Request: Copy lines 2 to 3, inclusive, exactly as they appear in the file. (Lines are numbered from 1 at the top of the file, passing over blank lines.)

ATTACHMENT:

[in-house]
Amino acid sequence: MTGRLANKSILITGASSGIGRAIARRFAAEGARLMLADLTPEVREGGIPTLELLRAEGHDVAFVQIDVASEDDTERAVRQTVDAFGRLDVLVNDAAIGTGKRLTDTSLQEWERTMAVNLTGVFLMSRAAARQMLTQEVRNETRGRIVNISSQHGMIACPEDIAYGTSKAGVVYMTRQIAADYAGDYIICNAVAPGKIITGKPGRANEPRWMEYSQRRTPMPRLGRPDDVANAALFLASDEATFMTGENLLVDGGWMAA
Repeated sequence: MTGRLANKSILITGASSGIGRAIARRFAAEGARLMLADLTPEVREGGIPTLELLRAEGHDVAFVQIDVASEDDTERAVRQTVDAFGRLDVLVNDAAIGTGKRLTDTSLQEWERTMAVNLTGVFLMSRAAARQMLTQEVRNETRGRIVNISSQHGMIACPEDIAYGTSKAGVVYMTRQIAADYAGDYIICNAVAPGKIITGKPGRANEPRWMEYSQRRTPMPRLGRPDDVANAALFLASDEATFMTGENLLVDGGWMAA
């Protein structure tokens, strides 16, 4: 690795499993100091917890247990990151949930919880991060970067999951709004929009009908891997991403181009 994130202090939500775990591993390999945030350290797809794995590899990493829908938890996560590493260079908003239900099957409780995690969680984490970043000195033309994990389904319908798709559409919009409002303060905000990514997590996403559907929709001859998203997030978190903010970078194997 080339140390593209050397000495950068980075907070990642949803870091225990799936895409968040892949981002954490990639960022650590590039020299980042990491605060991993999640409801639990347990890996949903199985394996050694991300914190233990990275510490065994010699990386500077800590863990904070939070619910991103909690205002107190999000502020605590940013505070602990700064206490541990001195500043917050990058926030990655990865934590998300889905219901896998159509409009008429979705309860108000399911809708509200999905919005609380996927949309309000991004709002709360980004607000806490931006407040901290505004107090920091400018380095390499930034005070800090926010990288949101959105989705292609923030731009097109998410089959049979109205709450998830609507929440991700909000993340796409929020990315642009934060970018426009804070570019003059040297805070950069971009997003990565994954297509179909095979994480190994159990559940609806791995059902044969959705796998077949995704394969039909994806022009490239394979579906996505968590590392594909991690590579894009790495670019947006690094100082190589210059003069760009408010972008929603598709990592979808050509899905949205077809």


Amino acid sequence: MTGRLANKSILITGASSGIGRAIARRFAAEGARLMLADLTPEVREGGIPTLELLRAEGHDVAFVQIDVASEDDTERAVRQTVDAFGRLDVLVNDAAIGTGKRLTDTSLQEWERTMAVNLTGVFLMSRAAARQMLTQEVRNETRGRIVNISSQHGMIACPEDIAYGTSKAGVVYMTRQIAADYAGDYIICNAVAPGKIITGKPGRANEPRWMEYSQRRTPMPRLGRPDDVANAALFLASDEATFMTGENLLVDGGWMAA
Repeated sequence: MTGRLANKSILITGASSGIGRAIARRFAAEGARLMLADLTPEVREGGIPTLELLRAEGHDVAFVQIDVASEDDTERAVRQTVDAFGRLDVLVNDAAIGTGKRLTDTSLQEWERTMAVNLTGVFLMSRAAARQMLTQEVRNETRGRIVNISSQHGMIACPEDIAYGTSKAGVVYMTRQIAADYAGDYIICNAVAPGKIITGKPGRANEPRWMEYSQRRTPMPRLGRPDDVANAALFLASDEATFMTGENLLVDGGWMAA